Putting the “Art“ in “Party“
(Project X Presents - 13th September at “Busk“)
In a world full of flyers swirling past our eyes and ears like dollar bills on a bad game show, these cardboard diplomats claiming to offer “an eclectic range of music”, turn out to be, more often than not, mere cool-kid propaganda. Stagnant club nights trying to pull a new crowd with a DJ with a big record collection and some nice words. Sometimes, however, we are lucky enough to pull out a golden ticket in amongst the small change.
Enter Project X.
It is not a club night. It is an event. Something to put into the calendar next to Auntie Maud’s birthday and your dental appointment (for those of us who can still afford to have their teeth looked after). Project X does not commit to one style of music. It does not project a single image of itself. It has no number. In its own words, it is an “Omnimedia experience”, and it certainly has a transcendental quality.
I have noticed that where there is an interest in getting underground talent onstage, professionalism often gets sacrificed. Saturday night, however, was supremely smooth in its execution, implementing a brilliant set up consisting of 2 adjacent stages, allowing acts to flow truly seamlessly, often leading into each other in overlap.
With a dense line-up, it was difficult to see everyone, but there were a few eclectic treats that stood out for me. Firstly, local literary lunatics Wrote Under took the stage early on in the night and gave a varied selection of words, from excellent spoken word from Louis Campbell to stream of consciousness strangeness from Jimmy Fantastic, all wrapped up by Birmingham poetry mascot, Big Bren.
Shana Tova provided a balanced combination twixt raucous flair and strong pop sensibilities with catchy indie tunes that make you nod your head before your neck knows what it‘s doing. I noted in particular some brilliant lyrical gems in amongst the often deceptively sweet riffs.
Aa’shiq al Rasul blew me away with their multilingual meditations and I could tell from looking at the audience, that the on-stage trance of the musicians was contagious. It was a genuinely beautiful experience and the use of Urdu and Arabic was fascinating.
Twice Perrier award nominee and Project X regular, Reginald D Hunter, who till now I had not had the pleasure of witnessing, literally gave me a side stitch I laughed so continuously. His rapport with the crowd is brilliant and though he truly owns the stage from the moment he gets up there, his hilarity extends to the rest of reality as a chat in the smoking area with him proved, as he continued to force a smile into my cheeks which were still hurting from his set. Clearly success at the fringe and a few appearances on “Have I Got News For You” have not affected his ego.
Hailing from West-Brom, Cellardoor pumped the speakers full of quality atmospheric post-rock. I am sure their sound takes inspiration from forms of hypnosis, and with a theme of “digital dystopia”, perhaps this feeling was intended as a mind altering antidote to the subliminal messaging we receive through the many screens we use each day.
Pianist Richard Batsford mesmerised the audience with beautiful arpeggiated soundscapes reminiscent of Rick Wakeman’s later solo work. What really stole the show, however, was an accompanying piece of expressive dance which I found genuinely touching. Beginning with a single dancer, later joined by a second, they told a passionate narrative of 2 lovers through a combination of balletic, contemporary and abstract movement in a confined space no greater that 3 metres by 2. Sadly I have no recollection of their names being announced, so cannot credit their impressive performance.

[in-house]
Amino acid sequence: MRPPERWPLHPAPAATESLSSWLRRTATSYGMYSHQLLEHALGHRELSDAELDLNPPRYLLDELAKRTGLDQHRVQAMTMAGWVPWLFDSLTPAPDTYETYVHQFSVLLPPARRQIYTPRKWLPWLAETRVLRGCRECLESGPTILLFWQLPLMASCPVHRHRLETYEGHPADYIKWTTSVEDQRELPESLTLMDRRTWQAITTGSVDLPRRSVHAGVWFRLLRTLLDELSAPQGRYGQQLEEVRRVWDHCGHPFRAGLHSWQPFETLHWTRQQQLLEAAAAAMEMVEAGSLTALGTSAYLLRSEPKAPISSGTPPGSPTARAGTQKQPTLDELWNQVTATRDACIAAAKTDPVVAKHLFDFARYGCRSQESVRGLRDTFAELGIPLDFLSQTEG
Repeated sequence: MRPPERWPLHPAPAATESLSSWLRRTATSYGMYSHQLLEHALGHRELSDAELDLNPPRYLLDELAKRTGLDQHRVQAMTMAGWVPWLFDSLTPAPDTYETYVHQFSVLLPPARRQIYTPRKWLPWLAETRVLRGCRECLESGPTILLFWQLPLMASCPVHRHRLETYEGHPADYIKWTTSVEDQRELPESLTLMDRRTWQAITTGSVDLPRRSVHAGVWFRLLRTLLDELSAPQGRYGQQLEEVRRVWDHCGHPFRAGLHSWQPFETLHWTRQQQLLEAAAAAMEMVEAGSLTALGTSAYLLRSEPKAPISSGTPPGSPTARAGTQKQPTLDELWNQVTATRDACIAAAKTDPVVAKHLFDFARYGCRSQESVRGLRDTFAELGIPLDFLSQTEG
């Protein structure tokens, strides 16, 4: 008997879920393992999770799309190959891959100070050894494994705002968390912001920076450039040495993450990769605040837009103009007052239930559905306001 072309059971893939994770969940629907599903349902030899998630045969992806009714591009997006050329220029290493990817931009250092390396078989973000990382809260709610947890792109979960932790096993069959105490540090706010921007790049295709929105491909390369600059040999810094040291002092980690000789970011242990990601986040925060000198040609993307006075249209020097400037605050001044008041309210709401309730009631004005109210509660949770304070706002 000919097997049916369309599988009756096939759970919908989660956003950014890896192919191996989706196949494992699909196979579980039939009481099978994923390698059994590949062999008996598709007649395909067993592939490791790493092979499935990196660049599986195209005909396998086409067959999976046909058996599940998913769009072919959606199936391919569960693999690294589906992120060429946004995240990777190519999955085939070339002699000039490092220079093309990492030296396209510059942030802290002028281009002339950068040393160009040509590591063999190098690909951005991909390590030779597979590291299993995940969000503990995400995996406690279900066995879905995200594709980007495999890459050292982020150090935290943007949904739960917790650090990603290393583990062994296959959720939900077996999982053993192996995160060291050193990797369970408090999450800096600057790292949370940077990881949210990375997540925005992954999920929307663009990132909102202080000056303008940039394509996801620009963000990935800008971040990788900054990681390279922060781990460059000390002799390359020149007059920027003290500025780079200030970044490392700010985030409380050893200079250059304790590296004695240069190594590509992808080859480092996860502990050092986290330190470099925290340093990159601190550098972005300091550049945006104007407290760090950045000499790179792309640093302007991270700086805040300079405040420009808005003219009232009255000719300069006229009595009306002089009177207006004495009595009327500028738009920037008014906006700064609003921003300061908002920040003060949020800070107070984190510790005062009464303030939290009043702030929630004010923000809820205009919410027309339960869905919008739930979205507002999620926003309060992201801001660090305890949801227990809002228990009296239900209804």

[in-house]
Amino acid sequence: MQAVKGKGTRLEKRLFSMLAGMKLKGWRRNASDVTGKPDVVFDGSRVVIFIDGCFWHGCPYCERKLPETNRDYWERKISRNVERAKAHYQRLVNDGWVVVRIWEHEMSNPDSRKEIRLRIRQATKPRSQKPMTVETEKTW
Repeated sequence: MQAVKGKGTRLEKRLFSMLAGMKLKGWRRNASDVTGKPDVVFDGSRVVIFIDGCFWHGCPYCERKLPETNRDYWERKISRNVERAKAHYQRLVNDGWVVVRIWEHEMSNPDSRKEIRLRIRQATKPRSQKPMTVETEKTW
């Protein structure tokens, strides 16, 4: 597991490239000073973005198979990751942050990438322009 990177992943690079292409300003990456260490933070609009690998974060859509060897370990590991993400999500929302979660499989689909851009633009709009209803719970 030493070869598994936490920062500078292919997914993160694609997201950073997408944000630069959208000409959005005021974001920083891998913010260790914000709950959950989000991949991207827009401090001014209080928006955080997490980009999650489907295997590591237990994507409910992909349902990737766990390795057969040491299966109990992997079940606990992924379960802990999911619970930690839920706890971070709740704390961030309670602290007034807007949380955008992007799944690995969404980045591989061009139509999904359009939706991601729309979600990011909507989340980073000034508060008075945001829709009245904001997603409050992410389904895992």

Project X draws a crowd receptive to beauty from any background. As a member of the audience, you feel like a neuron in a collective brain. Indeed, every person I stopped to talk to was creatively active in some form or other, be it a gigging musician, club promoter, studying photographer or bedroom poet. Project X is the world wide web of synapses that connect these creative energies. The wires that criss and cross between minds and provide a platform for communal innovation.
A dreamlike state of mind is induced by the experience of being at Project X (influenced greatly by the futuristic decor and fantastic performance art troupe “Object X”, who admirably never once came out of their cyborg characters), but then you stand back and realise the truly awesome degree of effort and meticulous preparation that goes into such a production. It goes without saying that Project X is a non-profit organisation, and it is clear that every penny that is made goes straight back into making the next event even more impressive.
The Flyer for this Project X claimed “an unforgettable night”, and were it not for having experienced the quality of previous events under the same banner, I would most likely scoff at the seemingly premature confidence, yet now that I stand on the other side of the weekend, I think it is fair to allow the organisers a great deal of confidence. Hell! Let them have a little smugness too for having pulled off such a happening quite so flawlessly. Past Project X events have also been impressive and interesting, but this “Digital Dystopia” I think marks a real fruition of collective efforts that deserves all the praise it gets.
Aside from blowing people’s minds and keeping them greatly entertained, the true success in Project X is in turning up the volume on the crème de la crème of the Birmingham underground and giving me that feeling that hasn’t been dared for a while: being proud of Birmingham (gasp!). Yes, I said it, and maybe it’s about time you did too.
Words: Dominik Kai Brotherton
Photography: Alina Ha